To say the drive-in is a dying institution gives too much credit to the handful still in operation (including the nation’s largest remaining — the Ford Drive-In, in Dearborn). Ours is the last generation that knows what a drive-in is, or even remembers watching a movie with feet kicked up on the dashboard, hearing the sound piped straight through the radio. To me, the drive-in has always represented a winning combination — the public event of attending a movie taking place within the impenetrable privacy of one’s own vehicle.
This Wednesday evening I had the pleasure of attending Drive-In Radio Theater at the Museum of Contemporary Art Detroit (a Knight Arts grantee), a drive-in revival of the first order, curated by the Hinterlands Performance Group and staged in the Museum of Contemporary Art Detroit parking lot. The format of the event of was innovative and engaging — a makeshift stage and hyper-local broadcast station in the parking lot transmitted the audio portion of a variety show presented to a drive-in audience — combining the best elements of drive-in and radio culture, not to mention live hip-hop, DJ sets and Detroit’s patented freestyle Jit’ dancing. Popcorn vendors and performers wandered car-to-car, transacting through windows or jumping into backseats to parlay with audience members. By nature, the drive-in format relaxes some of the “rules” of theatergoing — talking, laughing, coughing, even dancing is acceptable, and the feeling that unfolded as the sun went down and headlights came on was one of joyous celebration.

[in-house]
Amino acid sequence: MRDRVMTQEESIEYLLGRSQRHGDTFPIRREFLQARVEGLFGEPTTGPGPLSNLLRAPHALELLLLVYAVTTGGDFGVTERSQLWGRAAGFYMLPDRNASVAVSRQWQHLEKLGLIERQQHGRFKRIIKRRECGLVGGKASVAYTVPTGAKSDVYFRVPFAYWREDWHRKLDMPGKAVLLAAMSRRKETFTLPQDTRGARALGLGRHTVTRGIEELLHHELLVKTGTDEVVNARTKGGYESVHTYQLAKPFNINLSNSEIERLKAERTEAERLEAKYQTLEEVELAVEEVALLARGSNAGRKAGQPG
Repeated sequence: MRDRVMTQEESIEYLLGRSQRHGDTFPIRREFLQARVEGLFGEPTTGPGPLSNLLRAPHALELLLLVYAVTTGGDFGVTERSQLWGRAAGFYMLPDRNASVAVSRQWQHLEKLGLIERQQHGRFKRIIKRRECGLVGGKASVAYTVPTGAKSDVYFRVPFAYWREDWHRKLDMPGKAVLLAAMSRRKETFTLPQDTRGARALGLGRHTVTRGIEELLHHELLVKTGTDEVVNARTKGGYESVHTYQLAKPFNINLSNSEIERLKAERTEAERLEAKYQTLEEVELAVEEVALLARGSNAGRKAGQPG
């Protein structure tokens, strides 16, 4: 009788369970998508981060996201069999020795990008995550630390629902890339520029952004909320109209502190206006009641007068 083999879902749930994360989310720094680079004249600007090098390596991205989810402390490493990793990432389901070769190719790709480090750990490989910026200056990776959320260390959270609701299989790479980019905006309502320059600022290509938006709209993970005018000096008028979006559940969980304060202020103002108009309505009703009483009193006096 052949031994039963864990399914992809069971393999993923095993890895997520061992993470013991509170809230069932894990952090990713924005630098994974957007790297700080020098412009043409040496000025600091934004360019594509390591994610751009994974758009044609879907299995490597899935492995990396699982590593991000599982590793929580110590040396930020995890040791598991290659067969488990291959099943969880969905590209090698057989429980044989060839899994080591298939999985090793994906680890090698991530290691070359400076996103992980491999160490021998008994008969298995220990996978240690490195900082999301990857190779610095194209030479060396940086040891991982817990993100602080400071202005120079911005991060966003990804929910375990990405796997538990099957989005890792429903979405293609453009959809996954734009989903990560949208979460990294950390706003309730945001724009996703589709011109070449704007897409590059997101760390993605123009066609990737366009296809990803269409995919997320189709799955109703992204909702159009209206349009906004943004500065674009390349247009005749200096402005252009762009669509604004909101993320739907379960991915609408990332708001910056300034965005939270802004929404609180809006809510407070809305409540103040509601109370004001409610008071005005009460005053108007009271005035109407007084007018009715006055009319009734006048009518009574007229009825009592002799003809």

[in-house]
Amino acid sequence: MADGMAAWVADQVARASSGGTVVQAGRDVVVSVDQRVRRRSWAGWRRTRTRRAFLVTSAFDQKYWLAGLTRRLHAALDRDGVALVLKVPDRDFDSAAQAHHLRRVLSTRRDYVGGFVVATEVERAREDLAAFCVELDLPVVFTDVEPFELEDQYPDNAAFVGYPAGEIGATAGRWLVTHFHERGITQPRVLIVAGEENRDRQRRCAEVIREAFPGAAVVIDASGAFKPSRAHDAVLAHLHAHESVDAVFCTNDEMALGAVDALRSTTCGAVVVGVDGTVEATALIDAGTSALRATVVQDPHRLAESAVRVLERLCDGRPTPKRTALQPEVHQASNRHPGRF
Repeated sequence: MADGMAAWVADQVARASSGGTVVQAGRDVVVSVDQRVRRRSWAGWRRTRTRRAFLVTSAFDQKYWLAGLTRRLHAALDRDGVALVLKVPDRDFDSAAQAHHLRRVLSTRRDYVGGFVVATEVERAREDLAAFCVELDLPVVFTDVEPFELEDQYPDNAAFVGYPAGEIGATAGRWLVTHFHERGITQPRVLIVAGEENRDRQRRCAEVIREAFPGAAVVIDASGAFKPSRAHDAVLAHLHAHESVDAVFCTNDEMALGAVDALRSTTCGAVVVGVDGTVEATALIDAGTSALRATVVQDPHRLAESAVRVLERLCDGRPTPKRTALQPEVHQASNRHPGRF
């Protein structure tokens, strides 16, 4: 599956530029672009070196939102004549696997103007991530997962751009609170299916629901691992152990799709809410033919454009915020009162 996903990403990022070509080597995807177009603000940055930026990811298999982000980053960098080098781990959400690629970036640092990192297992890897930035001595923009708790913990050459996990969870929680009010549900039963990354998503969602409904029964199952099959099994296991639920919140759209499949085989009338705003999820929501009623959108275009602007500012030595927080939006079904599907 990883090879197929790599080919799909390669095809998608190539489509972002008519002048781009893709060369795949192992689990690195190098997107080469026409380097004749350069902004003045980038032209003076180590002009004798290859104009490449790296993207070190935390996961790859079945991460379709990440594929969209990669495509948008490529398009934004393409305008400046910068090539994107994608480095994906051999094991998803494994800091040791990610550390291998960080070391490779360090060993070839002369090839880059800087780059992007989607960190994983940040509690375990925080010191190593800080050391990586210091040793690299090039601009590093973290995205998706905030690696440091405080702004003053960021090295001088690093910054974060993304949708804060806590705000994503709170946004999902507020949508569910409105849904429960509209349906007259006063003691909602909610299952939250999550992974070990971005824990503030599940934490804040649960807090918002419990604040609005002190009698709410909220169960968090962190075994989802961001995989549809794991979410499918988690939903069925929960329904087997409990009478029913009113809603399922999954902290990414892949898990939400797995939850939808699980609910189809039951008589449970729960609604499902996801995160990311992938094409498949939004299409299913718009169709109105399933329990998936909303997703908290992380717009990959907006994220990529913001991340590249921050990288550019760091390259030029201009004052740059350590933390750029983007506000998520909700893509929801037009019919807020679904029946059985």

The evening kicked off in throwback style with a hilarious radio play, “Cat Wife,” performed by Hinterlands. As always, Hinterlands delivered a playful and engaging performance, equally entertaining to imagine through the audio portion as it was to watch the cast and foley crew bear up under the high winds that cheerfully complicated matters for all the evening’s performers. Following a sing-along segment break, we were treated to a performance by Detroit hip-hop duo Passalacqua, who gamely substituted “Honk your horns!” for “Clap your hands!” in the call for audience participation. Honk we did. Cars came and went throughout the program of 20-minute performances, which also included a demo by Jit’ crew Detroit Hardcore, who tore up the parking lot, breaking moves in the wash of headlights and literally spitting flames in the face of intermittent audio difficulties. The fun and games didn’t stop in the segment breaks, with a special “cuddle time” track, and a short trivia game.
All in all, it was a great evening—both a simple idea and a clever remix of some old-fashioned conventions that clearly still have a place in the realm of modern entertainment. I say add a food truck and let’s make this a regular thing, Museum of Contemporary Art Detroit. I’ll see you there, just after sunset.
All photos by Sarah Sharp.